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Chandler J.
Engineering Student at EWU
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Mechanical Engineering
TutorMe
Question:

A box weighing 13kg sits on the ground. If the coefficient of static friction between the box and the ground is 0.7, what is the minimum force that must be applied to get the box to move?

Chandler J.
Answer:

The answer to this question is found by using a simple free-body diagram. The box has four forces acting on it: 1) The weight of the box acting straight down: $$ W=13*(9.81)=127.5 N$$ 2) The normal force from the ground acting upward (equal to the weight) $$ F_{N}=127.5N $$ 3) The frictional force acting opposite the direction of the applied force 4) The applied force In order to calculate the friction force, we use the equation: $$ F_{fric}=\mu*F_{N} $$ Plug in what we know: $$ \mu=0.7 $$ $$ F_{N}=127.5 N$$ $$ F_{fric}= (0.7)*(127.5)=89.25 N $$ Since the vertical forces are equal and opposite, they cancel each other out so only the horizontal forces remain. We would need to apply a minimum force of 89.25 N to overcome the 89.25 N frictional force.

Algebra
TutorMe
Question:

Solve the system of equations for x and y: $$ 5x-12y=36 $$ $$ x+2y=5 $$

Chandler J.
Answer:

To answer this one we need to evaluate at each equation individually first. We can solve the top equation for x in terms of y, then substitute what we got in the top equation directly into the bottom equation. $$ 5x - 12y=36 $$ ...moving y to the other side becomes $$ 5x=36+12y $$ ...simplifying further $$x=\frac{36+12y}{5}$$ Now we have x in terms of y. Substituting x into the bottom equation gives $$ (\frac{36+12y}{5})+2y=5$$ We can make this easier by multiplying both sides by 5 $$ 5*((\frac{36+12y}{5})+2y)=(5)*5 $$ $$ ({36+12y})+10y=25$$ Now we have $$ 36+22y=25$$ solving for y... $$ y=-0.5$$ We can now plug in y to any of the equations above to solve for x $$ x+2y=5 $$ $$ x+2(-0.5)=5 $$ $$ x=6 $$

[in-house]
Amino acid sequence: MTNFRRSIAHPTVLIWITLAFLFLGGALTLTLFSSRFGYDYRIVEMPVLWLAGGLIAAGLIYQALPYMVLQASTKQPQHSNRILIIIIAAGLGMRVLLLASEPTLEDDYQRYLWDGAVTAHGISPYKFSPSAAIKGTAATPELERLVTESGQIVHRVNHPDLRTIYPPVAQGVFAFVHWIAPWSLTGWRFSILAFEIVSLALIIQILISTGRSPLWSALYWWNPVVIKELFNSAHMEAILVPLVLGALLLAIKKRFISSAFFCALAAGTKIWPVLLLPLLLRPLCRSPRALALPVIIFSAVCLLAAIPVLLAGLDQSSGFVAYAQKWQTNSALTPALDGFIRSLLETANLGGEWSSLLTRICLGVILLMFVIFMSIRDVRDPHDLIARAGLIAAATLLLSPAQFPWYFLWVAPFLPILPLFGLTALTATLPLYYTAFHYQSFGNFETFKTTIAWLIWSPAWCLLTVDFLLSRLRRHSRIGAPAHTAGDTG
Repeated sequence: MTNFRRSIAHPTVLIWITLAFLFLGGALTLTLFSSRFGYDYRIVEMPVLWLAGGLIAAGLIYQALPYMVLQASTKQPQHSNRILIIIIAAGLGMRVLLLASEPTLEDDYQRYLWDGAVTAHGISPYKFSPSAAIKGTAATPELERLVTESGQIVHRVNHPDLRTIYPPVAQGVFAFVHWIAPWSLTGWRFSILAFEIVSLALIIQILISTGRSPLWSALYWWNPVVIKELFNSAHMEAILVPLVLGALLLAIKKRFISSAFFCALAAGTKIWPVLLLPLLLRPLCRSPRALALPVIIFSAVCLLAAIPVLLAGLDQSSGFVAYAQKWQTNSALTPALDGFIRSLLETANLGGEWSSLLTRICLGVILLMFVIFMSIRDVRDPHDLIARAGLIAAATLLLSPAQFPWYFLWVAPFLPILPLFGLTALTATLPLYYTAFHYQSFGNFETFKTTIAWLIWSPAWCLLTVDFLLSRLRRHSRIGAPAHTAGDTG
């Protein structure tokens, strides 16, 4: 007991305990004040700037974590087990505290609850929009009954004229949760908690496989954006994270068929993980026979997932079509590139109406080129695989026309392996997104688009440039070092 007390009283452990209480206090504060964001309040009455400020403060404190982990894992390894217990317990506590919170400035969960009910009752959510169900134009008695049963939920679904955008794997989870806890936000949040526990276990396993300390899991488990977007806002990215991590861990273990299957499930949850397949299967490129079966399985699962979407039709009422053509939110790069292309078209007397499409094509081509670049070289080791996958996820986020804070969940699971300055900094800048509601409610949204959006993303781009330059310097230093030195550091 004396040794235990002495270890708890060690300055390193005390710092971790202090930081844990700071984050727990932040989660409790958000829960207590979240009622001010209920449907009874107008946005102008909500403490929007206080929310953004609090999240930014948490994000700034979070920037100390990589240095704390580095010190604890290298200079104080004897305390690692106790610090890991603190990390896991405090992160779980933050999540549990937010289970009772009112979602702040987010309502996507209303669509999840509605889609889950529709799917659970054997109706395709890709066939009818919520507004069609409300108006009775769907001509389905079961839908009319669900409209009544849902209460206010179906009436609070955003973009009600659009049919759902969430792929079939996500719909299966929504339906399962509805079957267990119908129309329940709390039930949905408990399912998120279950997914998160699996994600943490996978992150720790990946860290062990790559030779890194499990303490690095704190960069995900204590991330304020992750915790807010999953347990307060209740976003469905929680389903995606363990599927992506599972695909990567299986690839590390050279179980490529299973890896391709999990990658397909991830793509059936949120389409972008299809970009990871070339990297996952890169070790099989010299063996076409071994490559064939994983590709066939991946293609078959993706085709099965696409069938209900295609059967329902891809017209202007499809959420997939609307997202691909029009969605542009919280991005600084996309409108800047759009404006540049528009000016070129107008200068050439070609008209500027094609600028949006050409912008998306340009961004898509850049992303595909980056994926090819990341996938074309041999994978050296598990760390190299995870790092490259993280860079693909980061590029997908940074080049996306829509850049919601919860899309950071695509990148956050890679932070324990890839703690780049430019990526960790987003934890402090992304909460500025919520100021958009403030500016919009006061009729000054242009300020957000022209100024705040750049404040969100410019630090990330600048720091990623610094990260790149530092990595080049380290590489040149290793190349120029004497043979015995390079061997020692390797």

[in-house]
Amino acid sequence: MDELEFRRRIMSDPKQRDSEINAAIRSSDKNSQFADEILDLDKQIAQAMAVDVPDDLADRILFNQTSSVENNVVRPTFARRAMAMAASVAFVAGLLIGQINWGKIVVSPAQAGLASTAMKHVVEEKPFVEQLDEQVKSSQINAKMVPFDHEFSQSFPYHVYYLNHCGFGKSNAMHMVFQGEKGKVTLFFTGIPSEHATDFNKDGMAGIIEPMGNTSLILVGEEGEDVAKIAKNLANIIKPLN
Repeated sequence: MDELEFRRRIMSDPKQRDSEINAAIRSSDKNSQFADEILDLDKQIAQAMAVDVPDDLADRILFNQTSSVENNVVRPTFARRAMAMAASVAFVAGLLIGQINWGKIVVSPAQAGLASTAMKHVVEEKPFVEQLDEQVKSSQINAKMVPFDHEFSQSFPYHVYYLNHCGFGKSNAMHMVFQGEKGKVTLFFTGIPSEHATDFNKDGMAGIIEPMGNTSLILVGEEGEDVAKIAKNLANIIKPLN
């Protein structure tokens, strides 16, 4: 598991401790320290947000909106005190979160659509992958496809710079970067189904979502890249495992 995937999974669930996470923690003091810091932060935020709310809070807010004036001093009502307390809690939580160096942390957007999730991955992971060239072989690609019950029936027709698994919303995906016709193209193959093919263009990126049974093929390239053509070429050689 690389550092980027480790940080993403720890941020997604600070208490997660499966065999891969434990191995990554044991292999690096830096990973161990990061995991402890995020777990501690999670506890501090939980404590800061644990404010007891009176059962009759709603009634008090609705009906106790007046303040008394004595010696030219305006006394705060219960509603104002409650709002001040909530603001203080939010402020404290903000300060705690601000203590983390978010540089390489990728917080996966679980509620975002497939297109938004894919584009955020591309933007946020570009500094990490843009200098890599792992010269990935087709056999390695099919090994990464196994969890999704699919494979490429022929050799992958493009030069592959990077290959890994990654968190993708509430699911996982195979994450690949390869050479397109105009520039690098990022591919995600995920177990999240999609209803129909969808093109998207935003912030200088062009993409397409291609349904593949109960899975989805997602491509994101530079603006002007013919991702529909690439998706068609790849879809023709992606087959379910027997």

Physics
TutorMe
Question:

A bullet is fired from the ground with an incline of 35 degrees above the horizontal. If the bullet's initial velocity is 165 m/s, how high did the bullet go? (Ignore air resistance)

Chandler J.
Answer:

The bullet was fired at an angle, so we need to find the vertical and horizontal components of the bullet's trajectory. However the question is asking how high the bullet traveled, so we only care about the vertical component. We find the vertical component using trigonometry: $$ 165*sin(35)=94.64 $$ This means that if we ignored the horizontal movement, the bullet would have an initial velocity 94.64 m/s straight up into the air. Now that we know the bullet's initial vertical velocity, we can use the equation from projectile motion to solve for the bullet's vertical displacement. $$ (V_{f})^{2}=(V_{o}) ^{2}+2a(x_{f}-x_{o}) $$ Plug in what we know: $$ V_{f}=0 $$ because the bullet will not be moving at the top of it's trajectory $$ V_{o}=94.64 $$ because that is the bullet's initial vertical speed $$ a=-9.81 $$ because that is the effect from gravity $$ x_{o}=0 $$ because we are assuming that the bullet was fired from the ground Now we solve for $$ x_{f} $$: $$ (0)^{2}=(94.64)^{2}+2(-9.81)(x_{f}-0) $$ $$ x_{f}=456.5m $$ The bullet achieved a maximum height of 456.5 meters.

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